And we’re off!
Paul Millet and the ‘lads’ of the Glendowie Cycling Crew have now completed the first stage in their journey to cycle from the top of the North Island to the bottom of the South Island of New Zealand. Spread over four days, this initial stage covered 480km of the total 3000km. Starting in Cape Reinga the goal was to get all the way down to Auckland.
Watch the video below to meet the team and experience their first leg down the tip New Zealand.
Waking up early in Kaitia on day one, the team were anxious and excited to board their shuttle to transport them to their kick-off point. “We started from Cape Reinga. At the lighthouse. The spiritual tip of New Zealand,” explains Tour organizer Paul Millet. “Everyone was a bit nervous. There was a lot of nervous laughter and a bit of chit-chat.”
The first day of the Tour had the team witnessing breathtaking views, exploring wild countryside and challenging themselves with something they’d never experienced before: riding on a beach. A few hours after setting off, they left tarmac behind and began the seemingly endless cycle down Ninety Mile Beach, a long stretch of sand (actually only 55 miles) that runs along the west coast of New Zealand. Although the tide was out, the sand was wet, the wind was blowing, and the going was tough.
“I don’t think I need to do Ninety Mile Beach again for a long time,” laughs Paul. “It caught us all by surprise, we didn’t know what to expect. But we stuck together and that was important because everyone just rotates around in their fitness, in their motivation. We were quiet, very quiet for a couple of hours – I don’t think we talked. Then we got the music going so it was good fun.”
But riding on the sand was just the beginning. As the team snaked down the coast, they found themselves tackling dirt tracks and climbing some pretty gnarly hills. With elevations of over 1500-metres the legs were a bit wobbly at the end of each day. The team surprised themselves with their ability to recover, something that they associate with MitoQ. “It just surprised us how quickly we were able to get up and go in the morning after such a surprisingly tough day,” says Paul.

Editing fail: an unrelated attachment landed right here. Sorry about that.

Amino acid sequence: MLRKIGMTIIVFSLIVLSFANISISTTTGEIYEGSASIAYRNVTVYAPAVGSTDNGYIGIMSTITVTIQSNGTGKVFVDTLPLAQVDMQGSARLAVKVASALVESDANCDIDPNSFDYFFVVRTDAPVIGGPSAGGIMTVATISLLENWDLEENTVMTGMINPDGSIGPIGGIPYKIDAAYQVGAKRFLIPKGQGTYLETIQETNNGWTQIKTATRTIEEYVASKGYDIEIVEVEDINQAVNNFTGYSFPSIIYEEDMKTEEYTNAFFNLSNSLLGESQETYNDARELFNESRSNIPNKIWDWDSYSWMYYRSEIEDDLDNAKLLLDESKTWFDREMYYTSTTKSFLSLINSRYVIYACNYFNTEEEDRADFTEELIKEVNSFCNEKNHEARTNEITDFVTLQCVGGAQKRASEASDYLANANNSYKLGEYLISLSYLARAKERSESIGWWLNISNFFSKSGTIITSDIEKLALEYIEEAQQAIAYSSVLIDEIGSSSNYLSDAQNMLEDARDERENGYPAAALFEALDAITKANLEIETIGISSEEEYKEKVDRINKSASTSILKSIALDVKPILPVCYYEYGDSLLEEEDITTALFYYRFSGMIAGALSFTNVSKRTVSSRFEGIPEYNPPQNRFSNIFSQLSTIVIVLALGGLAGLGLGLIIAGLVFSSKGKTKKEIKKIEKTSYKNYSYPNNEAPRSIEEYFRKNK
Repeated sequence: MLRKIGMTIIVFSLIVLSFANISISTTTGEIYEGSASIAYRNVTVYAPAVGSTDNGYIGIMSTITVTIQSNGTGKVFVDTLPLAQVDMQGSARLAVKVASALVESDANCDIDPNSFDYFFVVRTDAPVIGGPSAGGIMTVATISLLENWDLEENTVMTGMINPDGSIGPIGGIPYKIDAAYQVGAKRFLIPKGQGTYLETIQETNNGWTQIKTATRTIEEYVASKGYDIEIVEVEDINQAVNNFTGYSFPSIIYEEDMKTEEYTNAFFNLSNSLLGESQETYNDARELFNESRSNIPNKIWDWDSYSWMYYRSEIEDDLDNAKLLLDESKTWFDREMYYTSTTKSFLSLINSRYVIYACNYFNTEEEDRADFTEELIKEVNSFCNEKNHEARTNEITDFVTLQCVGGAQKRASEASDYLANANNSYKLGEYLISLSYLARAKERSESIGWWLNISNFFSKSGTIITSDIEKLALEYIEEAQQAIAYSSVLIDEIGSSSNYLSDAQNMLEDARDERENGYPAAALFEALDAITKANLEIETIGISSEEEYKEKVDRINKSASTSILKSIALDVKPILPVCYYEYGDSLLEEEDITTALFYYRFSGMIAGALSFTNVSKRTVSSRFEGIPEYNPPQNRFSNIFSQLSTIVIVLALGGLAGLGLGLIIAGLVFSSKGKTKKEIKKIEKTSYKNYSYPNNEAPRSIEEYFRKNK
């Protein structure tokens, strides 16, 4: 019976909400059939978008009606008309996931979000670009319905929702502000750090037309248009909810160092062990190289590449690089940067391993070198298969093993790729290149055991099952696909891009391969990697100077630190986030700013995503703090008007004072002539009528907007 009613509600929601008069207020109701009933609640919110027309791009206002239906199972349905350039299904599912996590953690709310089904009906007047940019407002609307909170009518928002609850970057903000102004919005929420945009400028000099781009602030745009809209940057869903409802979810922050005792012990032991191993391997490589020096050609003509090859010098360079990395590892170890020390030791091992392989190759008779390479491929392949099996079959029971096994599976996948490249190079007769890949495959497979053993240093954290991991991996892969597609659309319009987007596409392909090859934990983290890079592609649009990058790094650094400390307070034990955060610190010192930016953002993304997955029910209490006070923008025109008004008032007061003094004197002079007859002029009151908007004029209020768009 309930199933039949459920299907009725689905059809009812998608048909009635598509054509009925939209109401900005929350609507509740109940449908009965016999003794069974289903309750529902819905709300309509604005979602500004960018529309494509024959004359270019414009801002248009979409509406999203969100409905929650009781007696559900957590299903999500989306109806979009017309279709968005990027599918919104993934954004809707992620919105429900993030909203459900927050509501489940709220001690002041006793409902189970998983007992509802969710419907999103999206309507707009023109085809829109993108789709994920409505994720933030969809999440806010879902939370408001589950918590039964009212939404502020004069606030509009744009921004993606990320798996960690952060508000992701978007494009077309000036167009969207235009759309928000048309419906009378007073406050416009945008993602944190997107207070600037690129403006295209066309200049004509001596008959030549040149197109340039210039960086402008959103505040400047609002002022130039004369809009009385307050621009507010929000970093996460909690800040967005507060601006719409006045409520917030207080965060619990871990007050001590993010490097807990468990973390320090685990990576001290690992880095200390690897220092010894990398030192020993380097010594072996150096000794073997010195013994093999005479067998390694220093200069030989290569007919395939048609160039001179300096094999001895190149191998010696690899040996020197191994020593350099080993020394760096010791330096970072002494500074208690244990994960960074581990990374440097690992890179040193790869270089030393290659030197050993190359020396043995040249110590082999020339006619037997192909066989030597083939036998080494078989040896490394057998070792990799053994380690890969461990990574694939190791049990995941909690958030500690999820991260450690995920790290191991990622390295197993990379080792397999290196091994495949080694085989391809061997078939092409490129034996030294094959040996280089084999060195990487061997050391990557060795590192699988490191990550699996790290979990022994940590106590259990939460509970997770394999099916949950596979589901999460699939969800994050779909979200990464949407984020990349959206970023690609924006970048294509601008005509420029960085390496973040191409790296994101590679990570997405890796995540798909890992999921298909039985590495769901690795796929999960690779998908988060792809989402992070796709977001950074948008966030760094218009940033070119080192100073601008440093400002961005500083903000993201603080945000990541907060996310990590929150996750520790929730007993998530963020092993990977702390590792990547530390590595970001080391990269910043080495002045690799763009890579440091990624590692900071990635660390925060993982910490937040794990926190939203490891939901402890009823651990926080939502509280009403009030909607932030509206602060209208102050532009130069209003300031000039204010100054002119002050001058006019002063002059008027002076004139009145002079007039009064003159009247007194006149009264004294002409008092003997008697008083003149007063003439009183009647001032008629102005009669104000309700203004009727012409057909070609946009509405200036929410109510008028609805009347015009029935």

Increasingly performance and recreational athletes are taking our world-first antioxidant because of its growing reputation to help them increase their training intensity and recover faster. “Taking the MitoQ has made it a lot easier,” Paul continues. “It’s given us a lot more confidence. The confidence has come from knowing that we can get up in the morning and get on with it. I’ve noticed my ability to get back on the bike and not get the pain in the legs and not get the fatigue and warm up a lot quicker, and that’s just me, right.”
At the end of the four days, the team rode into Auckland tired, a little stiff but with massive grins on their faces and ultimately proud to have accomplished the first hurdle. With a beer in his hand Paul reflected on his experience over the last four days.
“We’re guys who enjoy living life. We enjoy getting out and about. And as you get older, you look for things that will actually help you to do the things that you want to do. And whether or not that’s activity, whether or not it’s just being able to play with the kids. Do things like this.
“When I heard about MitoQ and how it really helps to energise your mitochondria and build up your energy and increase your recovery time, increase concentration, well that fits with exactly where we are. We need our recovery time to be faster. We don’t bounce back as much as we used to do 30 years ago, but now with this we feel a lot more energy. We’re not as fatigued as we would have been normally.”